Tribal Government Departments
Tribal Court
Page last updated:
January 23, 2024
5:56 am

Muckleshoot Tribal Court Annex

39015-D 172nd Ave SE

Auburn, WA 98092


Department Overview

The Muckleshoot Tribal Court administers the law pursuant to the Muckleshoot Code of Laws and subsequent Ordinances for the Muckleshoot Indian Tribe, its community, its people, and all persons, property, resources, and territories subject to its jurisdiction.

Services Provided

Legal Aid Clinic

In addition to administering the court system, the Muckleshoot Tribe also provides advice-only Legal Aid Clinic services to eligible Tribal and Community members. For more information, or to schedule an appointment, please contact the Muckleshoot Tribal Court at (253) 876-3203.

Tribal Court Probation

Muckleshoot Tribal Probation supervises defendants on probation, including regular check-ins, drug/alcohol testing, investigations to determine compliance, compliance checks, completing reports to the court and attending hearings. Probation further assist in formulating and implementing alternative sentencing and/or sanctions to confinement. Probation works with other Tribal programs and departments in regards to clients under the jurisdiction of Tribal Court, coordinating with other programs regarding treatment, employment, education, community service and cultural activities. Probation also sits on the Wellness Court Team. (Probation Officer Darren Taylor, Probation Officer Trainee Anthony Boyd Jr. and Lead Probation Officer Jolene Agostini)

Process Service

Serving legal documents for Tribal Court for Criminal matters, Exclusions, Elder Protection Orders, Domestic Violence Protection Orders. A process server’s primary job is to deliver legal documents to a party named in a legal action. The purpose is to provide notice that the legal action has begun and/or that documents have been filed in the case. The average amount of tribal orders served by probation per year average 150-200. (Lead Probation Officer Jolene Agostini and Probation Officer Trainee Anthony Boyd Jr.)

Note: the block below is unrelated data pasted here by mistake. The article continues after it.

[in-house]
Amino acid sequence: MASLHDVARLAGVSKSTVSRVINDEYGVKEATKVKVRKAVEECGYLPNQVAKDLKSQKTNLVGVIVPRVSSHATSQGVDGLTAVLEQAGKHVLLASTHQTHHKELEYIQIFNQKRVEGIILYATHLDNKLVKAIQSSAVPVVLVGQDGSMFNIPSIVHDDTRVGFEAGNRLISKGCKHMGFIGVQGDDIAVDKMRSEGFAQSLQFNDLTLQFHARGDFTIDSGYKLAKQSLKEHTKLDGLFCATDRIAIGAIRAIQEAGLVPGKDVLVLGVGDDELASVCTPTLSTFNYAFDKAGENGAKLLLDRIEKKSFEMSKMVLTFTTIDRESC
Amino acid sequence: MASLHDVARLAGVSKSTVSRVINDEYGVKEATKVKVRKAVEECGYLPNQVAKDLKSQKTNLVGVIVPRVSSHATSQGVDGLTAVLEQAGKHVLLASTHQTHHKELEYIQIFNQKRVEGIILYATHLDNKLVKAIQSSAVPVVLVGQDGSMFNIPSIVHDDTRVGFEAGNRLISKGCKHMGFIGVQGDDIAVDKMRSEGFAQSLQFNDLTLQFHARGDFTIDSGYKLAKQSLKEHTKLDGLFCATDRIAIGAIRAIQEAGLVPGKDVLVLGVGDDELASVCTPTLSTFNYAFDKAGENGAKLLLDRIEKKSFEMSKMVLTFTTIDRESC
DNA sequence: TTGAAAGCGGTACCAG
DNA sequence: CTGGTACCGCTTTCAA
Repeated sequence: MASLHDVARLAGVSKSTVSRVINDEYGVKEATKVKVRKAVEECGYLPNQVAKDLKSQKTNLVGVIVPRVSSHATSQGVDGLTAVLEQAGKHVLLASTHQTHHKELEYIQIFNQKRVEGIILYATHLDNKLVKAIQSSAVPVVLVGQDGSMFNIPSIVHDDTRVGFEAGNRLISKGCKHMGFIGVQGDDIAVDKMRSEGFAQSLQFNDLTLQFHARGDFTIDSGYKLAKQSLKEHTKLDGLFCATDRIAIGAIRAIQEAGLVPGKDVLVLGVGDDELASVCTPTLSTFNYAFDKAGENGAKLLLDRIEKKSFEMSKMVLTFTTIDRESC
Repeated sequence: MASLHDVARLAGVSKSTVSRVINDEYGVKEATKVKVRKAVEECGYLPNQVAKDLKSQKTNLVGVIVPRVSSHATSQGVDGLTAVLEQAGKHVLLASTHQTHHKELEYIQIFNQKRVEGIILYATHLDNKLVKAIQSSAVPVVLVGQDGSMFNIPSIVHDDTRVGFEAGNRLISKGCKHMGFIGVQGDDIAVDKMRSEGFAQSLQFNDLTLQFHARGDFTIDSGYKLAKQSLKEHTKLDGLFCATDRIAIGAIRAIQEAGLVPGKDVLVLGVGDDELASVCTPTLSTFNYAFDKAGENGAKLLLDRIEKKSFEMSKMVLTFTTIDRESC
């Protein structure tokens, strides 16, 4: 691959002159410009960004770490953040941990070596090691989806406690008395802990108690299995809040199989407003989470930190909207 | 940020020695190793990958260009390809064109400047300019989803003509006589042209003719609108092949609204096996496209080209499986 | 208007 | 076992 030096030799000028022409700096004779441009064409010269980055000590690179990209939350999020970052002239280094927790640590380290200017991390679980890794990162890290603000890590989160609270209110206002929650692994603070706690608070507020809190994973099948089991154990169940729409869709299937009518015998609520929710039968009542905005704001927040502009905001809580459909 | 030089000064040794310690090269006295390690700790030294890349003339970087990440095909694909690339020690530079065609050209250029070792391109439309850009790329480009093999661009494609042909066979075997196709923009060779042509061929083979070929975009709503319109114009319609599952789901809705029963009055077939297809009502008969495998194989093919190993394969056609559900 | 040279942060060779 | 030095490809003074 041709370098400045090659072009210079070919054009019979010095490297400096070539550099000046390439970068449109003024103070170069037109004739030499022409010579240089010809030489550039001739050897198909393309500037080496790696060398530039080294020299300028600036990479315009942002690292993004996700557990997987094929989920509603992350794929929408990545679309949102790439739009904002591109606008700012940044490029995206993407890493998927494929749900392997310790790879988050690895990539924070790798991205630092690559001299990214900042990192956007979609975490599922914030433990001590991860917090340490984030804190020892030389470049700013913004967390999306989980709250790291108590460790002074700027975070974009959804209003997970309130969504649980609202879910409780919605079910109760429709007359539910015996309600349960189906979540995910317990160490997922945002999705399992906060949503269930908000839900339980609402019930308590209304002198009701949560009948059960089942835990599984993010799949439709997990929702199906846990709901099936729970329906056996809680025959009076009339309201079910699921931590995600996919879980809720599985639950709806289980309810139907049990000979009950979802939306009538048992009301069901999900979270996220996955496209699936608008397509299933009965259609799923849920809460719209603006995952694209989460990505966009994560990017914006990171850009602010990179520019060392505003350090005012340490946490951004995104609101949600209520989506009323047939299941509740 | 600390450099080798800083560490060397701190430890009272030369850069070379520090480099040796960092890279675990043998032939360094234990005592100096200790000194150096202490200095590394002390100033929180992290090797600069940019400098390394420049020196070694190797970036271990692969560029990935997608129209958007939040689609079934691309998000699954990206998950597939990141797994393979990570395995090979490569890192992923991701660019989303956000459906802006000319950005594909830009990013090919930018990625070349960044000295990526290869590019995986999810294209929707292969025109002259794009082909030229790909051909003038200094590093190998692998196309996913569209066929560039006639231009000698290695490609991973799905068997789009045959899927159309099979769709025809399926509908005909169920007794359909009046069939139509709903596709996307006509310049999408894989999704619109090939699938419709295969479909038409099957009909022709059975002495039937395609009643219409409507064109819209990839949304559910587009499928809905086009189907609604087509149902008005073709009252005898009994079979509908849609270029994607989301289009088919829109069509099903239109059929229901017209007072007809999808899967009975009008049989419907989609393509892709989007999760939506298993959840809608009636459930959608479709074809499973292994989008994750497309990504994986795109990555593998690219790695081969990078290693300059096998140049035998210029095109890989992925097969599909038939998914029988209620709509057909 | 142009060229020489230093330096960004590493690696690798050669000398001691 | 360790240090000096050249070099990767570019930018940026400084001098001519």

Nuisance Investigator

Investigate properties with regard to the Tribe’s Nuisance Ordinance violations. Working with the Community Safety Team, Local Law Enforcement, Code Enforcement, the community and the Prosecutor’s Office for compliance and or corrective action through the courts. Investigate, write reports and testify at court hearings. Providing local resource information such as shelters, programing, transportation, clothing, food, and complete treatment outreach referrals as needed during the ongoing investigation. Listening to community members concerns and work together to find a solution. The purpose of the Nuisance Code is to prioritize the promotion of health, safety and the well-being of the Muckleshoot community on the Reservation, as well as the preservation and protection of the environment.

In 2023 we have investigated and worked with 14 Nuisance Properties. (Lead Probation Officer Jolene Agostini and Probation Officer Trainee Anthony Boyd Jr.)

Healing to Wellness Court

This court will seek to reduce alcohol and other drug abuse and recidivism among our nonviolent offenders who come before the tribal court. In order for us to accomplish this we will implement judicial intervention, supervision, treatment, Substance use Disorder treatment as well as Mental Health counseling. Some of our functions will include:

  • Completing intake assessments;
  • Combining the information obtained during the intake and assessment process with decisions made in the case;
  • Coordinating between the court, the treatment community, the educational institutions and other community agencies. All will respond, as needed, to the needs of the participant, his/her family and the court;
  • Providing active and continuous judicial supervision of a participant’s progress in the various program components;
  • Using incentives to recognize a participant’s progress in his/her treatment and using sanctions for noncompliance;
  • Focusing on the overall functioning of the participant throughout the Wellness Court program, in order to encourage and teach positive decision-making as a part of a healthy lifestyle;
  • Reducing recidivism by developing individualized treatment plans and monitoring a participant’s progress while in the program; and
  • Using family support systems to encourage personal accountability.

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